This is a point worth noting as often the name Tasmanian Oak is associated with a myriad of Eucalypt species from a range of regions (predominantly Victoria).

The Tasmanian Oak we use tends to be denser and therefore heavier than the Victorian species (otherwise known as Victorian Ash), and can also tend to be slightly darker in colour.

The colour of Tasmanian Oak tends to be pale straw to light brown in colour and can often have a pinkish tinge. Over time this colour will deepen and we have found that the pink tones tend to turn attractive rich brown colour.

The majority of Tasmanian Oak is ‘quarter’ cut. This along with the tall and straight nature of the trees results in a very straight grain present in every board – this results in a very clean aesthetic that lets the lines of the piece of furniture speak for themselves. A good example of this is out Tana shelf (below).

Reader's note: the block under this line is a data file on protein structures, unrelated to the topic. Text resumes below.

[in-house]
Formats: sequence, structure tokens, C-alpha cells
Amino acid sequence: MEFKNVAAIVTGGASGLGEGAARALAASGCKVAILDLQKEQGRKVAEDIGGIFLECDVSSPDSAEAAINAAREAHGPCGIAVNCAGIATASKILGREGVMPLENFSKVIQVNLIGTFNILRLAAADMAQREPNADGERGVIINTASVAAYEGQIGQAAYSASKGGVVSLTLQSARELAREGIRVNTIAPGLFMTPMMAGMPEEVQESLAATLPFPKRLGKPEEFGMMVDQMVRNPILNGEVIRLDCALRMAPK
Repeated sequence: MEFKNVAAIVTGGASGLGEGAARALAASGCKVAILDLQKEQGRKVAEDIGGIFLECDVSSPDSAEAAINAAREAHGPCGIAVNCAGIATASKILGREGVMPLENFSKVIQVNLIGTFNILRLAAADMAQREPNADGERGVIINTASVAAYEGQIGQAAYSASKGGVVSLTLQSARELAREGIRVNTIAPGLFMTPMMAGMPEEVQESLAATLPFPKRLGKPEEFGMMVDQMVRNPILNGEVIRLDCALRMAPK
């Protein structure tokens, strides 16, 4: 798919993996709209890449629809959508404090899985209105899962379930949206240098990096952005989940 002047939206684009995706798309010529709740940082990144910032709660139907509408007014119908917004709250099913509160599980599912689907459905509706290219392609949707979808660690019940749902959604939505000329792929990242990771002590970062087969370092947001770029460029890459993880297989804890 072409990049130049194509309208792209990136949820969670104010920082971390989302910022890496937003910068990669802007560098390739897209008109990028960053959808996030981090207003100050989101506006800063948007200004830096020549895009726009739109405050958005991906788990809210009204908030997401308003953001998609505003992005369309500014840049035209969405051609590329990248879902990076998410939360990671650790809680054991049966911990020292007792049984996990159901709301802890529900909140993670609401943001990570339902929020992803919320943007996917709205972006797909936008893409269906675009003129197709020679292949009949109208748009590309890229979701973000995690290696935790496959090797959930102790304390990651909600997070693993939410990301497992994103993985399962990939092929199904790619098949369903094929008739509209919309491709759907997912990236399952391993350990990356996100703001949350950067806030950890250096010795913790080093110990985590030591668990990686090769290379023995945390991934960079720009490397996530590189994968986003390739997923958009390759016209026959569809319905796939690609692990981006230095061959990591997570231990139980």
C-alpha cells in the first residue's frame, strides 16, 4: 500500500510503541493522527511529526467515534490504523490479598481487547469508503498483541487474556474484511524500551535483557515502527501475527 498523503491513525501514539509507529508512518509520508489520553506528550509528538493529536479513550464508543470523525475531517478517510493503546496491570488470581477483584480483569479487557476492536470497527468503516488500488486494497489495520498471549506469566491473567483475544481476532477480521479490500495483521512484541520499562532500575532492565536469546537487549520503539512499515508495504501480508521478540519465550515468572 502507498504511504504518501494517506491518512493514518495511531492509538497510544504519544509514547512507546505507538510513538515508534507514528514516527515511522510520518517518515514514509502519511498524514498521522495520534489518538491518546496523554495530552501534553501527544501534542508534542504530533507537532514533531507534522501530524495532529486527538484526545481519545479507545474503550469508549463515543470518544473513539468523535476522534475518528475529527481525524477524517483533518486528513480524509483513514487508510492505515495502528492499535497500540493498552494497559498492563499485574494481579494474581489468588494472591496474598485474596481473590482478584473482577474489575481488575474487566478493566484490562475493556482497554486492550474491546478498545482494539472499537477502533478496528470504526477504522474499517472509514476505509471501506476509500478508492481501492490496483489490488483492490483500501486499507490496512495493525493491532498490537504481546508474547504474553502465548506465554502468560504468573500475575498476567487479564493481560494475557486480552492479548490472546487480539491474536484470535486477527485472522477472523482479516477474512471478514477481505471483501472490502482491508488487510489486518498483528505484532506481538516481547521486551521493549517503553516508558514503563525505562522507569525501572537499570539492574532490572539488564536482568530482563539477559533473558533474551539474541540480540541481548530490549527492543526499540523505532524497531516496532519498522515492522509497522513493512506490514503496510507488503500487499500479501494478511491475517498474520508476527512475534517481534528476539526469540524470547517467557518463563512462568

While not as hard and heavy as American Oak, Tasmanian Oak is considered to be a medium hardness timber with the advantage of being very stable.



American ‘Black’ Walnut is another species sourced from the eastern and central United States and it is a truly beautiful timber.

American Walnut is known for its rich chocolate brown heartwood colour (sometimes with subtle purple tones) and this contrasts quite distinctly with the creamy white sapwood. It’s worth noting that the sapwood has no structural deficiency compared to the heartwood and while we try to minimise the sapwood in every TIDE piece, we find a small amount adds to the overall aesthetic. This also results in less waste of this valuable resource.

It’s also worth noting that Black Walnut is graded differently to other species and there is a greater allowance of knots and blemishes in the select grade that we source. This means there may be the odd small knot or imperfection in larger pieces such as dining table tops, however we find that this adds to the character a natural beauty of the piece.

American Walnut is great to work with due it’s medium density and predictable grain and it gives off a pleasant sweet scent in the production process. It is a durable timber and very stable but not as hard as American Oak.